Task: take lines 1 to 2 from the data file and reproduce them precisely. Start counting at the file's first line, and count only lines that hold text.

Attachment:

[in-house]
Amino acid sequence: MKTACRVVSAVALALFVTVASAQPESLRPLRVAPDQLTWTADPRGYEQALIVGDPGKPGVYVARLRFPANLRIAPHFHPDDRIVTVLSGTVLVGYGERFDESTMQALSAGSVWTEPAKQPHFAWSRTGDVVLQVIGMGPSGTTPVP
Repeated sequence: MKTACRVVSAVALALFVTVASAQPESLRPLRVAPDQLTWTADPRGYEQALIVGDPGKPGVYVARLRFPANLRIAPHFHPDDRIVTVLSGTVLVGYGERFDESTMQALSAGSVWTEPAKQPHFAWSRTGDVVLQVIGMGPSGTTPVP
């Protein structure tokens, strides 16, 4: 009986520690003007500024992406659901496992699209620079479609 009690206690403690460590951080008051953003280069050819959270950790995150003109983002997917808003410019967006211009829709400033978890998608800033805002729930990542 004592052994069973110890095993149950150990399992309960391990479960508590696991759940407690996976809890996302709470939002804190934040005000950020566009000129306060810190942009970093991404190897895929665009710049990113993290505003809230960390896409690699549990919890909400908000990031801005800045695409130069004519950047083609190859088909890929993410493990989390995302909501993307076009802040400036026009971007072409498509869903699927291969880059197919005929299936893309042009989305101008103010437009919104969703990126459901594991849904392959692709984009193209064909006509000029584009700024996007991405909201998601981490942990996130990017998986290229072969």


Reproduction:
[in-house]
Amino acid sequence: MKTACRVVSAVALALFVTVASAQPESLRPLRVAPDQLTWTADPRGYEQALIVGDPGKPGVYVARLRFPANLRIAPHFHPDDRIVTVLSGTVLVGYGERFDESTMQALSAGSVWTEPAKQPHFAWSRTGDVVLQVIGMGPSGTTPVP